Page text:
Human Rights – the Essence of Democracy

“The Edmund Rice Centre (ERC) welcomes the Report from the National Human Rights Consultation Committee,” said Dr. John Sweeney, who co-ordinates the Centre's research.

"That the overwhelming majority made strong calls for a clearer legal statement of every human's rights in this country is also an encouraging signal that people are concerned to protect the well-being and dignity of others."

"Agreeing on common moral principles that stand independently of all groups is the only defence ordinary people have against 'Might makes right'. Moral principles are too important to be left to the whim or personal judgment of a small number of people." Dr Sweeney said.

"The huge response by over 40,000 Australians right across the nation is an encouraging sign of a desire and commitment to participate in democratic processes. That the overwhelming majority made strong calls for a clearer legal statement of every human's rights in this country is also an encouraging signal that people are concerned to protect the well-being and dignity of others."

The Edmund Rice Centre works with a wide variety of people who confront diverse issues relating to their human rights:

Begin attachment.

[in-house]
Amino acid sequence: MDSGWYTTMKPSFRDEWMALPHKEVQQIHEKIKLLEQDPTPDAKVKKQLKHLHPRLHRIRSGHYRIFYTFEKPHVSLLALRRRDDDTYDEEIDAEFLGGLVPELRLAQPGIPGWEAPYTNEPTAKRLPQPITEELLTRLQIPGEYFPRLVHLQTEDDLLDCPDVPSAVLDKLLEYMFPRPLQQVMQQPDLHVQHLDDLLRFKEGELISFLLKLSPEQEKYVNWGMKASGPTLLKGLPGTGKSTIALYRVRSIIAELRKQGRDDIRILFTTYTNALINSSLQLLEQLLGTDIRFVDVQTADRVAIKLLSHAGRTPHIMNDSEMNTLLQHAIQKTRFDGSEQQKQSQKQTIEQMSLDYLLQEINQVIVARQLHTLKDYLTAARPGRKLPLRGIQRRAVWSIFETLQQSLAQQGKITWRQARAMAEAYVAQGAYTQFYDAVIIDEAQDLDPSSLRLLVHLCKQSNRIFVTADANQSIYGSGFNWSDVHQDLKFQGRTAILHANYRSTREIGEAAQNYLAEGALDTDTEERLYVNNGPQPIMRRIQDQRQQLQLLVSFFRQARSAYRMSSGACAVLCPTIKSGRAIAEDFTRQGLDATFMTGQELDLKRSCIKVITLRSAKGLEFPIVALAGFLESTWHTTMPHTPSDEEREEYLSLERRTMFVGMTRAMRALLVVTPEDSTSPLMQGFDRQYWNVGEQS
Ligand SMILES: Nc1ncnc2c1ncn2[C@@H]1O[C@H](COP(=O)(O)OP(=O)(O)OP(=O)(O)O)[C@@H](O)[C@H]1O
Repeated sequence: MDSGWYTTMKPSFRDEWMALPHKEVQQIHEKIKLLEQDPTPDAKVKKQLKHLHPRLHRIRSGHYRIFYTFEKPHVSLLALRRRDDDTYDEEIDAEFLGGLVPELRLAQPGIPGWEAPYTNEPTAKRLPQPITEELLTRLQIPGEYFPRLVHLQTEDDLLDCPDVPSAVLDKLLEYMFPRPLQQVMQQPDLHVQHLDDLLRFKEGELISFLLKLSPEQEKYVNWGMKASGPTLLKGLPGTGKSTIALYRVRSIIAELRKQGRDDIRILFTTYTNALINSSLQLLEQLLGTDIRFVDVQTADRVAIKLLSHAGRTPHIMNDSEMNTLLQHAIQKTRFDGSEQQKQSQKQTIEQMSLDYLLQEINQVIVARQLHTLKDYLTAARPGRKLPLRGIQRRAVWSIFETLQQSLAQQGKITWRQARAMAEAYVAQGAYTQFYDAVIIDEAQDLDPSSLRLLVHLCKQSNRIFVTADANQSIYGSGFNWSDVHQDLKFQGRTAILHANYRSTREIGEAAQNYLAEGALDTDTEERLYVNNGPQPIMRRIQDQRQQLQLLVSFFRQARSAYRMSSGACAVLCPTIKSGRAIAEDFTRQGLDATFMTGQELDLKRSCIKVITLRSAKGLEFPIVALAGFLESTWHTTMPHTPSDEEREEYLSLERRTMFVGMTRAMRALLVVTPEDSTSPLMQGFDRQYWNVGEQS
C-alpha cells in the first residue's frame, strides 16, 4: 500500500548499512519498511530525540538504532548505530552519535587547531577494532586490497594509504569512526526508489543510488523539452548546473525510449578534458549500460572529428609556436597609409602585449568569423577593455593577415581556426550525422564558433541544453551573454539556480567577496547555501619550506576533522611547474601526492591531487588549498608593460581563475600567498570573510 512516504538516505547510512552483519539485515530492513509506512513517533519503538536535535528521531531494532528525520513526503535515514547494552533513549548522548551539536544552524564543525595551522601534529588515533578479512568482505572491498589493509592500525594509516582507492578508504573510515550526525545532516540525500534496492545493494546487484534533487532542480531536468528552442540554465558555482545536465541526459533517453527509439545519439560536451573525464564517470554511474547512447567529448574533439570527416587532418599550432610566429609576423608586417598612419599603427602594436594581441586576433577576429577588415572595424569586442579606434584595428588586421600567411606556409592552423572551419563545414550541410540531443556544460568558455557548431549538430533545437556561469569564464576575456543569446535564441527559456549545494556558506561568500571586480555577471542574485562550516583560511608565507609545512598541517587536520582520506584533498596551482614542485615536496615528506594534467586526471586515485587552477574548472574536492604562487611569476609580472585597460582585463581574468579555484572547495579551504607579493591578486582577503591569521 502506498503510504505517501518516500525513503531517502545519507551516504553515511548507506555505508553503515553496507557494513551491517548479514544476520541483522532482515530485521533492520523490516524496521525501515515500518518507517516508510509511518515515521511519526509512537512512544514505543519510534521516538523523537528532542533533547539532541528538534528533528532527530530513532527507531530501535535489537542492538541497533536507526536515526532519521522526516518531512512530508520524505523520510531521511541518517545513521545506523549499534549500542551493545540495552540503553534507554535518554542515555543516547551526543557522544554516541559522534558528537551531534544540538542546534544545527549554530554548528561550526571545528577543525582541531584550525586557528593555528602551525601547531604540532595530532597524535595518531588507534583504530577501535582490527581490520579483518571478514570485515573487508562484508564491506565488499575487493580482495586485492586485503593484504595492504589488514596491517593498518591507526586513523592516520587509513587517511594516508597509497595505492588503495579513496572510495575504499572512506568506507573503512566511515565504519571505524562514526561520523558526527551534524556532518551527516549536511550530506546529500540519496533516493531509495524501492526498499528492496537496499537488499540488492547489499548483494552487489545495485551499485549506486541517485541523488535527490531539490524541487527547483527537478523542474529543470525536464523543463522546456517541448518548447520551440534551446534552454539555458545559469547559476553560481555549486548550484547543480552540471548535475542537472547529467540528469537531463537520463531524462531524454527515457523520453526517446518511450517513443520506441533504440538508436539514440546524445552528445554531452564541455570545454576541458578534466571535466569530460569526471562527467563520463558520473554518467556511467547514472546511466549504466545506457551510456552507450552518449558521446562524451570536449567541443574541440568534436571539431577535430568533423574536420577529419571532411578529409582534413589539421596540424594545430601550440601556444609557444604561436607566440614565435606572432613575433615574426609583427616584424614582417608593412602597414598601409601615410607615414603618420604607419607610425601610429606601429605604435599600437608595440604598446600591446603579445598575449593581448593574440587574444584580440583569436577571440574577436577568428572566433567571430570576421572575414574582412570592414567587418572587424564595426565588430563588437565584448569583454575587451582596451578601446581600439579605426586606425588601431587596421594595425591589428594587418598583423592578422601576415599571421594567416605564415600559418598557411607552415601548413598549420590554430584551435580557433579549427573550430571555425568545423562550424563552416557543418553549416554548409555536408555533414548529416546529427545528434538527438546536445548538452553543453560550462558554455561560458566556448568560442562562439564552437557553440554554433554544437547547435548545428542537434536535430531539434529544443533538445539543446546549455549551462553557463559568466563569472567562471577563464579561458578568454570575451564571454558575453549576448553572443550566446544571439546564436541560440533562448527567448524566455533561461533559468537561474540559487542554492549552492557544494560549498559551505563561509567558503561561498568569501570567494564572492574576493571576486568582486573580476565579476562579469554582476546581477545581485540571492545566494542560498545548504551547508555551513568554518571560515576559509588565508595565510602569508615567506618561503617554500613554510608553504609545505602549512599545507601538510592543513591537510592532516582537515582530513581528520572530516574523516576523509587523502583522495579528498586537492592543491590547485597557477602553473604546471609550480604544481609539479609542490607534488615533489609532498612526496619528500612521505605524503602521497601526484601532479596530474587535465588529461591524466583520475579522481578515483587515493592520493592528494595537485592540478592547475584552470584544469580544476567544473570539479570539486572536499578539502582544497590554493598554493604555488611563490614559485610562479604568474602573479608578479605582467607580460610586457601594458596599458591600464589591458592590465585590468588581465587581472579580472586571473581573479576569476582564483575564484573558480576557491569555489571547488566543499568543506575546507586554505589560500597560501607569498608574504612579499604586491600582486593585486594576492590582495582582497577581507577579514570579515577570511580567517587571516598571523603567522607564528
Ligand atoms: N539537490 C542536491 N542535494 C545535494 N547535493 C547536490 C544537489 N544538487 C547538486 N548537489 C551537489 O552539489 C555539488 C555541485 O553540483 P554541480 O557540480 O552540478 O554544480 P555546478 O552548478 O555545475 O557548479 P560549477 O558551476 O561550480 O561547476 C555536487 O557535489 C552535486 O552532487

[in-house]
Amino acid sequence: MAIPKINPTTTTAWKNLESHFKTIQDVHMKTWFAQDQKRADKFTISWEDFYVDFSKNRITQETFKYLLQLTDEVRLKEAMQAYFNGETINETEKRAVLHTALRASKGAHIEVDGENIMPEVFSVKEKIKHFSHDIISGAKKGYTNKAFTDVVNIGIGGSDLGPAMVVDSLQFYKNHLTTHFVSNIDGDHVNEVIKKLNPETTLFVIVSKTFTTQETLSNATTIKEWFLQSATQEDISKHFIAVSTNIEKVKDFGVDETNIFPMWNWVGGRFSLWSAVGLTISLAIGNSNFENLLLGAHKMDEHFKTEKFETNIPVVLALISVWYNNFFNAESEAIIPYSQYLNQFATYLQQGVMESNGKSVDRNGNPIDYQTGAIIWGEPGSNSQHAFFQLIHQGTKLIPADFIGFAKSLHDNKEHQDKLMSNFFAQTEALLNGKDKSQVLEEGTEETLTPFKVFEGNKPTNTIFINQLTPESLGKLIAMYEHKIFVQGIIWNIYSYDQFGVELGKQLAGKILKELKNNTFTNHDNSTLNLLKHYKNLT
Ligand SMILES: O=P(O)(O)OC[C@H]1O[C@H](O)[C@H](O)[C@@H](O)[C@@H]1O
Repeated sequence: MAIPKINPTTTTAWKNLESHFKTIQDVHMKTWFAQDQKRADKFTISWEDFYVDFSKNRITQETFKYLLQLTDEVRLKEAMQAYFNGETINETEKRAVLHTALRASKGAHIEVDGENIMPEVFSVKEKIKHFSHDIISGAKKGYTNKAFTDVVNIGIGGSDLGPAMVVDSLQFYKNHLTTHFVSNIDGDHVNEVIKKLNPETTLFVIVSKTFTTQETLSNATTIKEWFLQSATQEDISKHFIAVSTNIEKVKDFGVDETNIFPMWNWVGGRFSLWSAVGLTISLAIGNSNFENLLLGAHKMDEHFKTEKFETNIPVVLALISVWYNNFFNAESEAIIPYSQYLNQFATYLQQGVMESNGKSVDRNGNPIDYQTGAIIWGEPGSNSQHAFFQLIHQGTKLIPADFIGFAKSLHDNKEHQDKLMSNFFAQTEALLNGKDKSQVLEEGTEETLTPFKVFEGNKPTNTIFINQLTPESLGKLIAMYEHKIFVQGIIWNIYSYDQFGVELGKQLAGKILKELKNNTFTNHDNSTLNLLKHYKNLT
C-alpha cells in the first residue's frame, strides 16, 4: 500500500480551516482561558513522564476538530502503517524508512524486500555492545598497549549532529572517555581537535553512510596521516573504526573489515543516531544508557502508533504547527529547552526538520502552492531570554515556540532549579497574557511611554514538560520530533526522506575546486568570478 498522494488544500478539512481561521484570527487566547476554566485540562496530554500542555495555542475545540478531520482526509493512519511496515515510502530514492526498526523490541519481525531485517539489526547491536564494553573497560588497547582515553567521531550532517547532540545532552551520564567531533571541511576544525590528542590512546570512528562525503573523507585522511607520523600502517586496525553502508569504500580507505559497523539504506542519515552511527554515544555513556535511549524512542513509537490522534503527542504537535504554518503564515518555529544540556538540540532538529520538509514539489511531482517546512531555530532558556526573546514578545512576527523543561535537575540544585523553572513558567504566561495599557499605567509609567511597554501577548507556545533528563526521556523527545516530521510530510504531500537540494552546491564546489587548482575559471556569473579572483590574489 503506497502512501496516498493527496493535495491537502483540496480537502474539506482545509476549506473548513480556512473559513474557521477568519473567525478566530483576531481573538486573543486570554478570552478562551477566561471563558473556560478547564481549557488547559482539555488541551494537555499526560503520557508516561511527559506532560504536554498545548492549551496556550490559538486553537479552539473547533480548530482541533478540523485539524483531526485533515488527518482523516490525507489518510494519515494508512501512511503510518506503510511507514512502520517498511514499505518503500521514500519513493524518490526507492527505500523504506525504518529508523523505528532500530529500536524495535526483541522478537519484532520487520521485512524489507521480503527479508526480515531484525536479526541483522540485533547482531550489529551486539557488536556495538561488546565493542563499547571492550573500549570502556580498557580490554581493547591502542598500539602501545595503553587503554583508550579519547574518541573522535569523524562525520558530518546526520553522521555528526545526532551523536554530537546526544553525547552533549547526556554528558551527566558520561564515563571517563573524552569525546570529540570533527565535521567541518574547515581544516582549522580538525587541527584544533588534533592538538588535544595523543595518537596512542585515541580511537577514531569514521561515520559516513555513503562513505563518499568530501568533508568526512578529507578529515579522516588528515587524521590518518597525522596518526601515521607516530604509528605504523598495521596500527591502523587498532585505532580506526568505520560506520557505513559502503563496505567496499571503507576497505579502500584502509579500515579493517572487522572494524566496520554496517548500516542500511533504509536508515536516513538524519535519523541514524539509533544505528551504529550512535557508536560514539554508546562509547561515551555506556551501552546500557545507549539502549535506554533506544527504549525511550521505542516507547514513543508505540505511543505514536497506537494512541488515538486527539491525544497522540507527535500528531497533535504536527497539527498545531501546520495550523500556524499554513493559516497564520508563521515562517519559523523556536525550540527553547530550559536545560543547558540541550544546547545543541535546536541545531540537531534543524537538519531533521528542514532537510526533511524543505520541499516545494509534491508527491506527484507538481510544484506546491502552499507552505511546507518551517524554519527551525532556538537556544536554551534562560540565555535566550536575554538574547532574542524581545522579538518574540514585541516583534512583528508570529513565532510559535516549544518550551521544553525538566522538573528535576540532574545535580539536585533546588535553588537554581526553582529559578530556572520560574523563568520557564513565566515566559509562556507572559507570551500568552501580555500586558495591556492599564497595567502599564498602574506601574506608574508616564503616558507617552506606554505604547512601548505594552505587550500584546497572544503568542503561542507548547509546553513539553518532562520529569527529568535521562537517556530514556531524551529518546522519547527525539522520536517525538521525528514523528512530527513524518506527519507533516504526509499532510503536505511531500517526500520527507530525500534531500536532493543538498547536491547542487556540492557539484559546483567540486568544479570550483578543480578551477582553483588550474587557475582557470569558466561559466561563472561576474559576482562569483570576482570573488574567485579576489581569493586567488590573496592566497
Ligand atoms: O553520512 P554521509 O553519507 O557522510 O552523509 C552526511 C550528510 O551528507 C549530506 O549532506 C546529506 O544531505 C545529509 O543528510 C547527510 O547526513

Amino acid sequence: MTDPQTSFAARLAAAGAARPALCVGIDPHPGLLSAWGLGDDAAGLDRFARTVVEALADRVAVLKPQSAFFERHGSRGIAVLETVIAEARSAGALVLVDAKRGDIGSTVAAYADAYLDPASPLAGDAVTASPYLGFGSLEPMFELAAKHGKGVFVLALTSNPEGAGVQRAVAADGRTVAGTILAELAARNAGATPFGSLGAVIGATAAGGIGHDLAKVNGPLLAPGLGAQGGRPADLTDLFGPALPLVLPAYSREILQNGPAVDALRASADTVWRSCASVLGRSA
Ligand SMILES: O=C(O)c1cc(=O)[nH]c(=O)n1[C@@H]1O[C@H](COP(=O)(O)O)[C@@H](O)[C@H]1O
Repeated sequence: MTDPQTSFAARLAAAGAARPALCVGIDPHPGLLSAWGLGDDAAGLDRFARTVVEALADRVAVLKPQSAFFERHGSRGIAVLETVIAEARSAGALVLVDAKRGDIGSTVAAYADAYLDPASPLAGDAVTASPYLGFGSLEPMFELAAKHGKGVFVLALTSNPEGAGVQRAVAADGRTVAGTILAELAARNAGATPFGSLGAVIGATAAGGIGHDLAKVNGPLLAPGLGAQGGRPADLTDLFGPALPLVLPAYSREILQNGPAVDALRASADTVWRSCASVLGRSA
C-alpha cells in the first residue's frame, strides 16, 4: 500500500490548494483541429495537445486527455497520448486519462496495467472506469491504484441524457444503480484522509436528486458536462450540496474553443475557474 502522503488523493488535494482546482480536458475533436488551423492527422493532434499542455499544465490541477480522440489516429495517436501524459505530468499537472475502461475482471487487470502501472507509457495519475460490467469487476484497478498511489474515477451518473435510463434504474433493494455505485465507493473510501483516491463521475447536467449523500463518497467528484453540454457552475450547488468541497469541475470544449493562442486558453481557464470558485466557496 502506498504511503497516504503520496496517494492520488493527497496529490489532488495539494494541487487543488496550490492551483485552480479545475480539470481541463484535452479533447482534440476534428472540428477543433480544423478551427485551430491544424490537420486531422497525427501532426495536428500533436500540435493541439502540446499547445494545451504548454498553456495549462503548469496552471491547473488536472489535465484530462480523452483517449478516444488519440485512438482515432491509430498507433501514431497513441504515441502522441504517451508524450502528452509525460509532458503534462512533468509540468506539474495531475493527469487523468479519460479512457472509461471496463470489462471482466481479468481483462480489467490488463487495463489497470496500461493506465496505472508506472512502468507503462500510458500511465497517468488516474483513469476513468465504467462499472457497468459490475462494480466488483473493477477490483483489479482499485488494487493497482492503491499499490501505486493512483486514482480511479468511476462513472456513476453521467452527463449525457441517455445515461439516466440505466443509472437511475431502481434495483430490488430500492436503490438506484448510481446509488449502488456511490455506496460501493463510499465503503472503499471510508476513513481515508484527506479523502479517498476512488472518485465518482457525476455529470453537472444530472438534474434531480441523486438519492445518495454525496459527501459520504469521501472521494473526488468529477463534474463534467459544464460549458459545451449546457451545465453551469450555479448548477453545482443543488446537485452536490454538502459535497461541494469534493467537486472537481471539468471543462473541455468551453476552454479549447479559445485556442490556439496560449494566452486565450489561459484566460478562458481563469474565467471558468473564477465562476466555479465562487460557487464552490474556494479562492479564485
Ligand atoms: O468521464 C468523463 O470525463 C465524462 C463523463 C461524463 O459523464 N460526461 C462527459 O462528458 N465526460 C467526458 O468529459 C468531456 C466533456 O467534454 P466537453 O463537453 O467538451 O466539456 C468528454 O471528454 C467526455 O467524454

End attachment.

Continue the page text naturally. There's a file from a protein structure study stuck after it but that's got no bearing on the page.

• the first Australians, still struggling to find a way to live with dignity in this land that they have occupied for many thousands of years;
  • recent arrivals, fleeing torture, war or persecution, as in the most recent example of young Kenyan women, fleeing female genital mutilation; and
  • those who face the loss of their homes in the Pacific because of the carbon-polluting lifestyle of wealthy nations.

"Within this large spectrum of people and issues, there are also people concerned about how they will be treated at work, at Centrelink, in a hospital, even at the hands of the police. We need some good clear rules about respect for people, no matter who they are, rules that we can all agree to and ones which can set the tone for making and observing law." said Dr. Sweeney.

"Human Rights have the best claim to a universally agreed set of moral principles. We desperately need to enshrine them in all our institutions if we are going to continue to want to be a country of the 'fair go'", he added.

“We particularly welcome the Committee's dialogue approach outlined in the report's recommendations,” said, Dr. Sweeney, "The Edmund Rice Centre believes that as a society we, particularly those in responsible and powerful positions, must pay attention to the views of all – especially the least powerful. It is vitally important for our health as a society."

The Centre is contributing to the ongoing debate about a Human Rights Act and recently published a discussion paper, Human Rights Acts – Common Misconceptions (http://www.erc.org.au/index.php?module=documents&JAS_DocumentManager_op=downloadFile&JAS_File_id=251)

"The objection that a Human Rights Act would be undemocratic by simply giving more power to judges is mistaken, in our view," Dr Sweeney said. "Power is not only held by one group of people or another, whether they be politicians or judges. Agreeing on common moral principles that stand independently of all groups is the only defence ordinary people have against 'Might makes right'. Moral principles are too important to be left to the whim or personal judgment of a small number of people."

 

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